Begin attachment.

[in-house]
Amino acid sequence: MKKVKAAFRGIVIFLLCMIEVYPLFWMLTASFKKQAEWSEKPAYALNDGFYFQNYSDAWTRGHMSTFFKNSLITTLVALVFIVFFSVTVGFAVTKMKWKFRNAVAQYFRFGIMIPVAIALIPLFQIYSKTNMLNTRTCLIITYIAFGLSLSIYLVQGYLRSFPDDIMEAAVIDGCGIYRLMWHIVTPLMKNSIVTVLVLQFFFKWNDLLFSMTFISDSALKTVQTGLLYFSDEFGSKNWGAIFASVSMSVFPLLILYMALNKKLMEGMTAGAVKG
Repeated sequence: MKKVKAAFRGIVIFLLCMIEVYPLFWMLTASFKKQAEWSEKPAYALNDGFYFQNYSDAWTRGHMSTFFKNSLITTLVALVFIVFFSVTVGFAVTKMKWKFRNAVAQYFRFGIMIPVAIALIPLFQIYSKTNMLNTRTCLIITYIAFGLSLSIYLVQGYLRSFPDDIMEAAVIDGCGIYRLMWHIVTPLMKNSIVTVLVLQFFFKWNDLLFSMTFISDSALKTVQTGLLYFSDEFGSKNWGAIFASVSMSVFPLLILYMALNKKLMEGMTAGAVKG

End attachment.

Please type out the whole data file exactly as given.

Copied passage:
[in-house]
Amino acid sequence: MKKVKAAFRGIVIFLLCMIEVYPLFWMLTASFKKQAEWSEKPAYALNDGFYFQNYSDAWTRGHMSTFFKNSLITTLVALVFIVFFSVTVGFAVTKMKWKFRNAVAQYFRFGIMIPVAIALIPLFQIYSKTNMLNTRTCLIITYIAFGLSLSIYLVQGYLRSFPDDIMEAAVIDGCGIYRLMWHIVTPLMKNSIVTVLVLQFFFKWNDLLFSMTFISDSALKTVQTGLLYFSDEFGSKNWGAIFASVSMSVFPLLILYMALNKKLMEGMTAGAVKG
Repeated sequence: MKKVKAAFRGIVIFLLCMIEVYPLFWMLTASFKKQAEWSEKPAYALNDGFYFQNYSDAWTRGHMSTFFKNSLITTLVALVFIVFFSVTVGFAVTKMKWKFRNAVAQYFRFGIMIPVAIALIPLFQIYSKTNMLNTRTCLIITYIAFGLSLSIYLVQGYLRSFPDDIMEAAVIDGCGIYRLMWHIVTPLMKNSIVTVLVLQFFFKWNDLLFSMTFISDSALKTVQTGLLYFSDEFGSKNWGAIFASVSMSVFPLLILYMALNKKLMEGMTAGAVKG